I am somewhat disappointed with this novel. I think it’s partly the ‘fault’ of all it’s publicity – I had high expectations for this relatively recently (2011) published and much praised “western.”
Recently I hurried to read The Sisters Brothers at last as I expected to watch the 2018 film version in the near future. (I’ve turned down a couple of opportunities to watch the film already because I wanted to read the book first.)
This book was easy to read fast – perhaps too easy to read fast. It’s pacing was very quick.
I have a strong suspicion that this book is very much a book that you need to find the right wavelength to enjoy it fully, and I just wasn’t on that wavelength. Given all the praise this book has garnered, however, I am considering I may read it again not too long from now to give it a second chance to dazzle me. I’ve read it has “multiple layers.” Maybe so. But if so, I didn’t see them this first time through.
A lot of people seem to find this a very funny book. I smiled a few times.
I found this novel had a quite surreal feel as we follow the two Sisters brothers through this story narrated by the slightly less enthusiastic killer of the two. He sometimes tries to do good deeds. The brothers are hired killers sent to find and kill a man, and along the way they have casual, often graphically violent and often gruesome encounters, including with a possible witch. Circumstances eventually require them to reconsider their relationship with each other and the world, although not before they leave a trail of bodies both human and animal in their wake.
Even in this rather appalling narrative “our hero” is relatively concerned for the care of animals, fitting into what I call the “don’t you whip that horse, mister” convention in westerns. In this book though, the care for our hero’s horse comes to include…um… a rather… primitive… attempt at corrective surgery.
I understand that sometimes fictional gruesome violence can be… quite funny, as well as horrific. And indeed, I sometimes find it so. I sometimes found it so here in this novel. But I also find that sometimes the creators of such fictional incidents take the depictions of gruesome past the plane at which I am comfortable uncomfortably flying at – to an altitude – or a depth – where it feels to me that they are just trying to be as gross as they can be, and the humour dissipates for me. Stay at that “okay, now it’s just gross” level for too long and you start to lose me. I know that everyone has their own ‘limits’ for such things, and some would argue it’s ‘the job’ of ‘the artist’ to push those limits, and that’s okay, carry on I guess, but it does not mean I am required to be entertained by it.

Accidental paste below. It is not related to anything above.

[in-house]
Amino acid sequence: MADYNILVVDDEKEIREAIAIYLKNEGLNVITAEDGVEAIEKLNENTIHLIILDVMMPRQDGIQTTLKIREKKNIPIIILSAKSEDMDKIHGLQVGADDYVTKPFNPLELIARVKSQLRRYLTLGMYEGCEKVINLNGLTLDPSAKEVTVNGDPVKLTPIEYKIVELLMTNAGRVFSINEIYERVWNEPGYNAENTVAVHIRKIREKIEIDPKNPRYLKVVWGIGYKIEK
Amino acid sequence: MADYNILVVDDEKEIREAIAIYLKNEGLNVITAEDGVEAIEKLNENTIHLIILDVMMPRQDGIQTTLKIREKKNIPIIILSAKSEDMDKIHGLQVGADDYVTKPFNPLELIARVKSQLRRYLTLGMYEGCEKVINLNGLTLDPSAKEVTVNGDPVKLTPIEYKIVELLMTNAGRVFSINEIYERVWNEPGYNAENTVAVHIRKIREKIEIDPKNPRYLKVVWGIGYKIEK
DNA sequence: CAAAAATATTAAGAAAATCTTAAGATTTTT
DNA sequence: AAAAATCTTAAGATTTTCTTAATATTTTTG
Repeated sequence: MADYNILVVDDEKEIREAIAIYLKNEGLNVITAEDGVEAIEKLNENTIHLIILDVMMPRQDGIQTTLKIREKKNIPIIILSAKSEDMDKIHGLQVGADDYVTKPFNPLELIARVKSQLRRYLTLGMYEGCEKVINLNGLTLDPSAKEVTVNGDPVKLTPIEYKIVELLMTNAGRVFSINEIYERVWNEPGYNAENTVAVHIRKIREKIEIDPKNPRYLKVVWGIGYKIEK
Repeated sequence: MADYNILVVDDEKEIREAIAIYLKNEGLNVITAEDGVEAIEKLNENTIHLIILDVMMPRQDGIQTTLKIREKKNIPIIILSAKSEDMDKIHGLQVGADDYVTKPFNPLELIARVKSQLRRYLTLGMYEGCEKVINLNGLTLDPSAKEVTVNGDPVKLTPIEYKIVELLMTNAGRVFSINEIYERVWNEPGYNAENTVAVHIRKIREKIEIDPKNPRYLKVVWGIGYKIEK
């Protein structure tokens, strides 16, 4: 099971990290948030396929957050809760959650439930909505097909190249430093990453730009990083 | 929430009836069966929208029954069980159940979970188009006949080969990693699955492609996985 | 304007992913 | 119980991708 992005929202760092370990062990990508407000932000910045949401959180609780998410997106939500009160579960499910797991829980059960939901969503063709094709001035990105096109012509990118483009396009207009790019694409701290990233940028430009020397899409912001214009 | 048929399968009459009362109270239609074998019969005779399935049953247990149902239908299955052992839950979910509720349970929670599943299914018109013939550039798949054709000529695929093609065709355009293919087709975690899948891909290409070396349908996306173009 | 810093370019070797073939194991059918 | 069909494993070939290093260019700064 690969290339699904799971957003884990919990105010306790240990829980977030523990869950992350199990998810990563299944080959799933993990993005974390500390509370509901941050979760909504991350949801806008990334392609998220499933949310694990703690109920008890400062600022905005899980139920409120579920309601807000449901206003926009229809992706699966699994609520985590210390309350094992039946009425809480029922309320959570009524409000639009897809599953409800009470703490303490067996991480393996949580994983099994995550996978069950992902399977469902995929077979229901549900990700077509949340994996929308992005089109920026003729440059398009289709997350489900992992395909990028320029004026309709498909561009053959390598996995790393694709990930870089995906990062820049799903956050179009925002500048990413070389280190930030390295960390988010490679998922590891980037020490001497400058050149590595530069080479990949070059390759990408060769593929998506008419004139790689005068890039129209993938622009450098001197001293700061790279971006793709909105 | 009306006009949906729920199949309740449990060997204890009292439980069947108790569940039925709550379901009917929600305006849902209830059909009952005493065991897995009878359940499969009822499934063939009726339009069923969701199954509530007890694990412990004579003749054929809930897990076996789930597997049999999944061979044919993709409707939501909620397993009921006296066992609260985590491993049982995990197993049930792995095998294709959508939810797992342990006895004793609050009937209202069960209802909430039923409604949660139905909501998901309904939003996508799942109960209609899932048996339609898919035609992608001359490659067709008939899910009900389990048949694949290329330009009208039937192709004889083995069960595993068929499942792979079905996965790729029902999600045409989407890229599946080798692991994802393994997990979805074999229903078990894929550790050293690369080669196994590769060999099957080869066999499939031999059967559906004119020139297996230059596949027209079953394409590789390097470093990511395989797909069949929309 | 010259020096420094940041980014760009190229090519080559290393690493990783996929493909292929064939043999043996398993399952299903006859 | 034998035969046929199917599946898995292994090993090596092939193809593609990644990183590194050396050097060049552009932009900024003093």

This novel went too far into casual grossness for me today. Perhaps another day, another mood, another reading, and I will reach a different conclusion about it.
Today I feel as though this book is more a western-flavoured horror-comedy-adventure story then a western, and it troubles me somewhat to see the “let’s add unnecessarily gruesome stuff to sell westerns” trend, which I have also seen in some relatively recent western films, here, being praised. But, I was raised on Hays code era films, and came to enjoy the western genre through more-or-less-Hays-era films, so my connection and understanding of modern and future tastes in western films and novels is admittedly perhaps at times a bit tenuous.
I admire a lot about this novel – some of the story-ideas are quite imaginative – when was the last time you encountered a wild west killer trying to keep on a slimming diet, for example? And there’s no question that the pace kept me moving right along even as I winced – but it’s not a novel I can see myself recommending widely, it’s just a little too gruesome.
Edited in December 2020 to add:
I have now watched 2018’s The Sisters Brothers film. I was pleasantly surprised by the choices it made and the directions it took from the original book – leaving behind a lot of the somewhat disgusting humour and almost entirely discarding the horse torture, as well as dropping a few other things in favour of telling a more straight forward tale. It actually turns out to be rather… nice, in the end. (Although it’s still rated R.) I’m a bit sad that the film appears to have bombed at the box office. The film has a bit of a different tone than the book, and perhaps this disappointed those who were real fans of the novel, but I think it made a perfectly decent and enjoyable modern western movie, (even if it was somewhat suspiciously made in large part by Frenchmen from a Canadian writer’s book and apparently filmed in Romania, France and Spain!) It may not have had enough production money to create the really spectacular action scenes some would have been expecting, either. But I consider it a solidly three-star experience, it won several Lumiere awards (they’re sort of the French equivalent to the Golden Globes) and the director won a Silver Lion at the Venice Film Festival. John C. Reilly is solidly the heart of this film, while it took me several minutes to recognize Jake Gyllenhaal. The music is fun. I would recommend this film as a PVR watch or library borrow movie some time. I do not believe it bodes well that this film probably didn’t turn a profit. I would have gone to see it in theatres if I’d read the book by the time it was released and I’d probably have been satisfied. Ah well.